To create a larger space for an Indigenous hegemony, one where our right to self-determination and mino-bimadiziwin resides at the core, I have constructed new editions of these three historic Wampum Belts or alternatively these three constitutional documents. It is important that these three Wampum Belts be valued as “new editions” versus merely as “reproductions” as indeed the original meaning of a nation-to-nation non-interfering relationship remains intact in the minds and hearts of Indigenous people. I completed this task through the time-honoured and ancient traditions of Anishinaabe ways of knowing and being such as Elders, tobacco, storytelling, and learning by doing. Elder, language speaker, and ceremonialist Doug Williams offered tobacco asking me to learn the knowledge of these three Wampum Belts. I also received Wampum Belt instructions from Elder, language speaker, and ceremonialist Grandfather William Commanda.

Prior to beginning my process of weaving these three Wampum Belts I also learned from the knowledge and wisdom of others such as Annie Cooper, Paul Williams, Anishinaabe historian Alan Corbiere, and Anishinaabe legal scholar John Borrows.  In addition, in weaving these three Wampum Belts I relied upon descriptions and sketches found in the historic literature.  Along my journey I made tobacco offerings, paid particular attention to my dreams, and smudged all the necessary elements required. To wrap and protect my Wampum Belts my brother, Dennis, was kind and gifted me with both a bear pelt and a moose hide harvested from traditional Algonquin Anishinaabe territory.  When I completed the entire task I feasted my new knowledge bundle to honour its spirit.  In re-building this Treaty at Niagara Wampum Bundle I have articulated the knowledge our ancestors carefully embodied in the hearts and minds of the Indigenous peoples. The year 2014 marks the 250th anniversary of the 1764 Treaty at Niagara, the event that ratified Canada’s constitutional beginnings.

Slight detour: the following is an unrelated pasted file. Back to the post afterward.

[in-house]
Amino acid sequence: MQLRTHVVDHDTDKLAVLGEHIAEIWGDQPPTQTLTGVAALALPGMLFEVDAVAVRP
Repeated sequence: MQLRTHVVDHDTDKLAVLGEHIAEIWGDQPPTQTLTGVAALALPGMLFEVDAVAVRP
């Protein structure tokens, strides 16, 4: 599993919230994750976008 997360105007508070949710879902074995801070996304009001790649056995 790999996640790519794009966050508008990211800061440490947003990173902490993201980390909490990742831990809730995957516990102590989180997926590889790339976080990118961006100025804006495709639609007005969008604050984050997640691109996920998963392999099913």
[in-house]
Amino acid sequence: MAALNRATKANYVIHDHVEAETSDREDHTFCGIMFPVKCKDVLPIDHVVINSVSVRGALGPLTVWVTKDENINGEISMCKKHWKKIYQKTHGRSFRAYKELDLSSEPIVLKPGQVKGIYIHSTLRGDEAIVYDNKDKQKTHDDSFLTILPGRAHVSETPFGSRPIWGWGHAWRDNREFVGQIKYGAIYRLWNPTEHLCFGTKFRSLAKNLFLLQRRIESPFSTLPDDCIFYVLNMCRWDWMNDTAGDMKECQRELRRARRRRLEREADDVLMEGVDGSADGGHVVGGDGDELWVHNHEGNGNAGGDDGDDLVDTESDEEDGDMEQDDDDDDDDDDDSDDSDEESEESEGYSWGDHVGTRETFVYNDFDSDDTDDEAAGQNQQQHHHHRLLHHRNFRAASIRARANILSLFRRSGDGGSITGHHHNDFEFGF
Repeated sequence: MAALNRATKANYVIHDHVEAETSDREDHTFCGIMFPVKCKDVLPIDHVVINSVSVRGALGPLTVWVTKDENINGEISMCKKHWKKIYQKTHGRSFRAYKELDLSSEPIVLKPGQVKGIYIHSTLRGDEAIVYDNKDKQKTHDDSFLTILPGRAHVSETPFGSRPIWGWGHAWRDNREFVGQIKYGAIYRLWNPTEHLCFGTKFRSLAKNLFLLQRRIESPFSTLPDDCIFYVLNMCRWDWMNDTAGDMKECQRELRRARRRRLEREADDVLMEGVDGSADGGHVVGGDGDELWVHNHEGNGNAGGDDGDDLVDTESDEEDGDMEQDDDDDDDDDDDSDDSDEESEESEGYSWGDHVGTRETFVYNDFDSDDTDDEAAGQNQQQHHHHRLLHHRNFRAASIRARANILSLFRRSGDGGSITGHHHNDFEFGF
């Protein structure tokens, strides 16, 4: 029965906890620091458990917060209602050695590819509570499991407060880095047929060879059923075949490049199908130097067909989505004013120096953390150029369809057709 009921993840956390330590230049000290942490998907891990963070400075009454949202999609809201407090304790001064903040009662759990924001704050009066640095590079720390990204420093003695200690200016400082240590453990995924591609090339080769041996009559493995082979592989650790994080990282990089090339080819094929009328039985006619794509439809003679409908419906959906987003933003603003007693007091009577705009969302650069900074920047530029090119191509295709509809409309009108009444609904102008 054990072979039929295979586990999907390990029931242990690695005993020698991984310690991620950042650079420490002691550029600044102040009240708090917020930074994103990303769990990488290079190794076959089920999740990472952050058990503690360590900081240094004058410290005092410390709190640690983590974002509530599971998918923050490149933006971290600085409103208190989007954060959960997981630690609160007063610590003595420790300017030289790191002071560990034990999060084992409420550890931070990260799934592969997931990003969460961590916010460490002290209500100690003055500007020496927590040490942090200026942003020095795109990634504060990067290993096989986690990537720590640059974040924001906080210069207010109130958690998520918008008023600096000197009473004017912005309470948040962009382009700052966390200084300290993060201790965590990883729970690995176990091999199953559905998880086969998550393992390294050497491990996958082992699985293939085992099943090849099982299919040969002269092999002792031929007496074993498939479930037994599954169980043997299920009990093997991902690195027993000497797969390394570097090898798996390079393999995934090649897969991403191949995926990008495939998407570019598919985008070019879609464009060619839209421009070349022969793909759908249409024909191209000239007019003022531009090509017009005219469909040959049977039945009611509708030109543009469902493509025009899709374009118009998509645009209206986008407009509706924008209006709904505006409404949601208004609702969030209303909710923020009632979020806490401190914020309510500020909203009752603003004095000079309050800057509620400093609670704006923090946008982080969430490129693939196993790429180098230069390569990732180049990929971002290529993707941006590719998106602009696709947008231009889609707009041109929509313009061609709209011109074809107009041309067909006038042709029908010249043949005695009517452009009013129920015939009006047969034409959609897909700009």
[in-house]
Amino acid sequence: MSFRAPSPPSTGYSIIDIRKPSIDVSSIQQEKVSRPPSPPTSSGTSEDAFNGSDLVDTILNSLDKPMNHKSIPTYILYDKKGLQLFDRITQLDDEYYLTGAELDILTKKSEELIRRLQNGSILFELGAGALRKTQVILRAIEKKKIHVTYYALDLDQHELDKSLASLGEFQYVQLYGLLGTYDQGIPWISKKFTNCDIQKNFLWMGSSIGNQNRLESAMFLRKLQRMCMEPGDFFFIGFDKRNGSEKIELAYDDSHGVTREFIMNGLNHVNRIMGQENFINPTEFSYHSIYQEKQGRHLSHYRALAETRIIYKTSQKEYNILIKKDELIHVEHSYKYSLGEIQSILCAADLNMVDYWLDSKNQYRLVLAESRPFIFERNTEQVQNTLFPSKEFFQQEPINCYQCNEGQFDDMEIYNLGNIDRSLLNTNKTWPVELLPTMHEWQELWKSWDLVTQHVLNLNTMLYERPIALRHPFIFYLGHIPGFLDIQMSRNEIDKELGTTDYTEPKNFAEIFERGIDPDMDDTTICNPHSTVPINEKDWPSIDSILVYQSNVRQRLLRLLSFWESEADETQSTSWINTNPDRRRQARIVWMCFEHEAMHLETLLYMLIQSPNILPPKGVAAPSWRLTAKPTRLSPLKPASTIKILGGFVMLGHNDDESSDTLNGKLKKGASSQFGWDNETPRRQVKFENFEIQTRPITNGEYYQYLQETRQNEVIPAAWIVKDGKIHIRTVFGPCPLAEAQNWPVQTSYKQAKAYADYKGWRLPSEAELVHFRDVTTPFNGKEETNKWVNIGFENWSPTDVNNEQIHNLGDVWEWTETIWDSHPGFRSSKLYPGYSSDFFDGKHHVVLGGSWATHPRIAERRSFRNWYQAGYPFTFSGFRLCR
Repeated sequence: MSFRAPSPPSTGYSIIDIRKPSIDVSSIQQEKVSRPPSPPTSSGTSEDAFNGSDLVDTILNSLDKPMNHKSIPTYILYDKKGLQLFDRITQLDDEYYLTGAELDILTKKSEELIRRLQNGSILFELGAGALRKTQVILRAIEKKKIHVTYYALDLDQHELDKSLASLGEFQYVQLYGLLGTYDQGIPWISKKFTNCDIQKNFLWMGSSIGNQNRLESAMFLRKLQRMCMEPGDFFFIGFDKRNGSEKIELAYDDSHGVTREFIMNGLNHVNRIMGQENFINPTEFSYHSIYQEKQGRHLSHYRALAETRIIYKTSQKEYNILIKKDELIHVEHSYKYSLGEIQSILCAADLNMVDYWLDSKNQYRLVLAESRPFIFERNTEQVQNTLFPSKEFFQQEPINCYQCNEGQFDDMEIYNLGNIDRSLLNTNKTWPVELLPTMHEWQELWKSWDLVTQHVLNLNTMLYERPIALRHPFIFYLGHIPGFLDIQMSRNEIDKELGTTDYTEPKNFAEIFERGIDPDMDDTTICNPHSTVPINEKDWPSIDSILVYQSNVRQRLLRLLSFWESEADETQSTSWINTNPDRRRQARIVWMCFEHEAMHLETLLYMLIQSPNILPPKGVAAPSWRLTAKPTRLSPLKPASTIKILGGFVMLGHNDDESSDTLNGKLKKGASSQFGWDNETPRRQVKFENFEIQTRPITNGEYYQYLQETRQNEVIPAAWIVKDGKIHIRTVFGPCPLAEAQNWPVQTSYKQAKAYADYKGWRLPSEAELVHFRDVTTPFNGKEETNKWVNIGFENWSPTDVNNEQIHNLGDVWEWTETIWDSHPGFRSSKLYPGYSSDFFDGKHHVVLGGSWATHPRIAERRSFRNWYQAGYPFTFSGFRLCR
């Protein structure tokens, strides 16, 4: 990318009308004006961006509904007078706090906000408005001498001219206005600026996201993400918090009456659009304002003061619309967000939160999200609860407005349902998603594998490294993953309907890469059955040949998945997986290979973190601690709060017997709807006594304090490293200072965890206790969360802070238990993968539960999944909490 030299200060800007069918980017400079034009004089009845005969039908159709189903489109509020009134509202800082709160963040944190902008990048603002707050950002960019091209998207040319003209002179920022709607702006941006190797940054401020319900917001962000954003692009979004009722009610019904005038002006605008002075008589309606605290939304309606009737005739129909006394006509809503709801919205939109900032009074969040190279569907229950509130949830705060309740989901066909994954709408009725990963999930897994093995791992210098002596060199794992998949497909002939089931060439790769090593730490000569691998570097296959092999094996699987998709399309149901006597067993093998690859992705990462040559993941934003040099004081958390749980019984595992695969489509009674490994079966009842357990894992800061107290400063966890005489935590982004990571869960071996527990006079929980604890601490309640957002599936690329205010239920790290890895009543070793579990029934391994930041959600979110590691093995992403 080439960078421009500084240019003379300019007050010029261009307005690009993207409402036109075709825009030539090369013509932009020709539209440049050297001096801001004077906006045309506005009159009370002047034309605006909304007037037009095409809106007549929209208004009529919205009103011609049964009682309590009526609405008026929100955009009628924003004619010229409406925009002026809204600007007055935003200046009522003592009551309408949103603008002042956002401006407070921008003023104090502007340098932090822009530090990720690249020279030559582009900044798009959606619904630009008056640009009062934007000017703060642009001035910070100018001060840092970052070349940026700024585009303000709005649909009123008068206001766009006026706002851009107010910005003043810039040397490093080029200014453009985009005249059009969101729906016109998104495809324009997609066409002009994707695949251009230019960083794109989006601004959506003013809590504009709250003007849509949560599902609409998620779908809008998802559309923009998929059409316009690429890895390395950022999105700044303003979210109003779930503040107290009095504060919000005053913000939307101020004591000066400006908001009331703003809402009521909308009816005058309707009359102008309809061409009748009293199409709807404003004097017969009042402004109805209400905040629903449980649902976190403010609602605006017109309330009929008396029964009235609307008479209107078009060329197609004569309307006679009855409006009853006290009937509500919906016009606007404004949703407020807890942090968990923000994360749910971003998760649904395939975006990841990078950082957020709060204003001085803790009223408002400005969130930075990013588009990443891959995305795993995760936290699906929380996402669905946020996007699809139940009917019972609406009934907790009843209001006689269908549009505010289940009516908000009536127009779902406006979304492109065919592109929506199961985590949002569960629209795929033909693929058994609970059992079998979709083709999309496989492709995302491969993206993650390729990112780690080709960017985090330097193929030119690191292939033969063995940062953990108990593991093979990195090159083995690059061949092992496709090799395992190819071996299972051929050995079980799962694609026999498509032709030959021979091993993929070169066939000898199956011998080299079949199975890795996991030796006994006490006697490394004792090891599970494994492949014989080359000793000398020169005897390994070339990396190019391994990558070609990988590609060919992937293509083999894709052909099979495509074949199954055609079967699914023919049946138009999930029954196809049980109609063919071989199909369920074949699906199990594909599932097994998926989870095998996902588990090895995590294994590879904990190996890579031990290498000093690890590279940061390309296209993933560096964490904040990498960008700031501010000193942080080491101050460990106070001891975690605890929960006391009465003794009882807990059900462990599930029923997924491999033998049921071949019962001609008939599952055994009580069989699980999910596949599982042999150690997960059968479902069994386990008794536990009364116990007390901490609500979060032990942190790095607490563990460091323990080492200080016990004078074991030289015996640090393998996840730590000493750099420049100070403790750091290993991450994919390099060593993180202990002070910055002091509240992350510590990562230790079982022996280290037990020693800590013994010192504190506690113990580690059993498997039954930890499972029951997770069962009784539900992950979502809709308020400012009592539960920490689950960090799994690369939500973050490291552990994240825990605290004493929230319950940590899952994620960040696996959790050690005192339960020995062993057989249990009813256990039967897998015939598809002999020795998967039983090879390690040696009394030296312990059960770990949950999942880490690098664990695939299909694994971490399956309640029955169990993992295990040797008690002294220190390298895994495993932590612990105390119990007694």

This is my story. Aapjigo ndoo-gchinendam Anishinaabe-kwe eyaawyan!

Lynn Gehl, Gii-Zhigaate-Mnidoo-Kwe, is Algonquin Anishinaabe-kwe from the Ottawa River Valley and a course director at York University in Toronto. Email: lynngehl at


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Hi Lynn,

Very well written, and a topic that I wish was more readily taught in the school system. Imagine, I was in my late 30s and now into my 40s, and I am only now learning this history, and only because I have had teachers like you to assist me on my learning journey!